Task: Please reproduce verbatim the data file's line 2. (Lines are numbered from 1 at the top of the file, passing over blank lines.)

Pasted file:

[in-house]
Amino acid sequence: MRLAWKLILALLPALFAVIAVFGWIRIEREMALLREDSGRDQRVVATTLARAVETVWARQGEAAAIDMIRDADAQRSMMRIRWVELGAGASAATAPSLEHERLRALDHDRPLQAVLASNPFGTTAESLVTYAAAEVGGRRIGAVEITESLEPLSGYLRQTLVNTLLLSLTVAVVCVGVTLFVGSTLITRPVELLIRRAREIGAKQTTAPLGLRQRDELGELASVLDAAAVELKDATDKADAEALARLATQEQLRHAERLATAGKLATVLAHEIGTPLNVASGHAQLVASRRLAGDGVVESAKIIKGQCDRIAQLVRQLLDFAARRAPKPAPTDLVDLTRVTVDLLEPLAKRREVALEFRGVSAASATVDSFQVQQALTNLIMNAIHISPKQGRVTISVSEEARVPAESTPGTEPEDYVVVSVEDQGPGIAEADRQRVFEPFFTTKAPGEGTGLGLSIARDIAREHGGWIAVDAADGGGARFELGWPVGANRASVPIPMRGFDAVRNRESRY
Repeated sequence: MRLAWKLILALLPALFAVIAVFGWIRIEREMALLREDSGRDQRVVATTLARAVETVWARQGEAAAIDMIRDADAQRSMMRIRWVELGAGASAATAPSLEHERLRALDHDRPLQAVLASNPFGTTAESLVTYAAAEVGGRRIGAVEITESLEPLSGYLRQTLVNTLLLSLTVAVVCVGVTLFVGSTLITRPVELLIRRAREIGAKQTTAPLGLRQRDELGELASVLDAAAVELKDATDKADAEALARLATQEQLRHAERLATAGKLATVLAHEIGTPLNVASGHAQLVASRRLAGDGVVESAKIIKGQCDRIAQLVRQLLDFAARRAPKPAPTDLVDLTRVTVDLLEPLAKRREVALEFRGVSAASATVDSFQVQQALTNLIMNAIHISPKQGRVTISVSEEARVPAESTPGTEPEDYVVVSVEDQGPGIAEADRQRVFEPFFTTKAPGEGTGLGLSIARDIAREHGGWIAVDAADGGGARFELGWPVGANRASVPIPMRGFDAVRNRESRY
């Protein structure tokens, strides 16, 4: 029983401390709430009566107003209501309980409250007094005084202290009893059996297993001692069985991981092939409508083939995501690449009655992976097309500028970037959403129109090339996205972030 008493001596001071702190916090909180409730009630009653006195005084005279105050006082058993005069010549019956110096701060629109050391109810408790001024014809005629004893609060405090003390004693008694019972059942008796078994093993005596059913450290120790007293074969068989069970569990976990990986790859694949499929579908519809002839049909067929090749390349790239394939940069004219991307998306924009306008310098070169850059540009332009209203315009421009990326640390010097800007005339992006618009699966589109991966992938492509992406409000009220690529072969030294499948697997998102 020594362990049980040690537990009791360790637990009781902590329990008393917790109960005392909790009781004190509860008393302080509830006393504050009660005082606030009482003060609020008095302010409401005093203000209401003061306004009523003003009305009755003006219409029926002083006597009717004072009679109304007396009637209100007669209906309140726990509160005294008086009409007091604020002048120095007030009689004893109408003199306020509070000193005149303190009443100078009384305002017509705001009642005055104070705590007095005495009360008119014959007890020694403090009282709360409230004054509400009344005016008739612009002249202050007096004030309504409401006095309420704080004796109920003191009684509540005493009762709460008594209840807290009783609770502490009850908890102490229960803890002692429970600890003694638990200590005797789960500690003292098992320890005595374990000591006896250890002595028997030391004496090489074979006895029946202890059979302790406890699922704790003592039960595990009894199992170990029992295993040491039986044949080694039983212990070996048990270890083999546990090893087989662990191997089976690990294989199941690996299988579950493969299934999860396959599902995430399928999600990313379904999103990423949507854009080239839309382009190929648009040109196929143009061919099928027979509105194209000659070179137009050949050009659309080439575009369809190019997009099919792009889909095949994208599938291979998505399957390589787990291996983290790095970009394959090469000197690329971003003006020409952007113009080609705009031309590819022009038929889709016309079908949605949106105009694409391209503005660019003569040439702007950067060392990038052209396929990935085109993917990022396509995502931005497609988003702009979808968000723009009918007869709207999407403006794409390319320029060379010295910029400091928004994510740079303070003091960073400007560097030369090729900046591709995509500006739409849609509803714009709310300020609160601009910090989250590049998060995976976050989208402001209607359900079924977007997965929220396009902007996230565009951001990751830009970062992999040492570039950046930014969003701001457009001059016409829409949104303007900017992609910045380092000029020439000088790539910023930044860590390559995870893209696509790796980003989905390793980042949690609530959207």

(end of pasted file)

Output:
Amino acid sequence: MRLAWKLILALLPALFAVIAVFGWIRIEREMALLREDSGRDQRVVATTLARAVETVWARQGEAAAIDMIRDADAQRSMMRIRWVELGAGASAATAPSLEHERLRALDHDRPLQAVLASNPFGTTAESLVTYAAAEVGGRRIGAVEITESLEPLSGYLRQTLVNTLLLSLTVAVVCVGVTLFVGSTLITRPVELLIRRAREIGAKQTTAPLGLRQRDELGELASVLDAAAVELKDATDKADAEALARLATQEQLRHAERLATAGKLATVLAHEIGTPLNVASGHAQLVASRRLAGDGVVESAKIIKGQCDRIAQLVRQLLDFAARRAPKPAPTDLVDLTRVTVDLLEPLAKRREVALEFRGVSAASATVDSFQVQQALTNLIMNAIHISPKQGRVTISVSEEARVPAESTPGTEPEDYVVVSVEDQGPGIAEADRQRVFEPFFTTKAPGEGTGLGLSIARDIAREHGGWIAVDAADGGGARFELGWPVGANRASVPIPMRGFDAVRNRESRY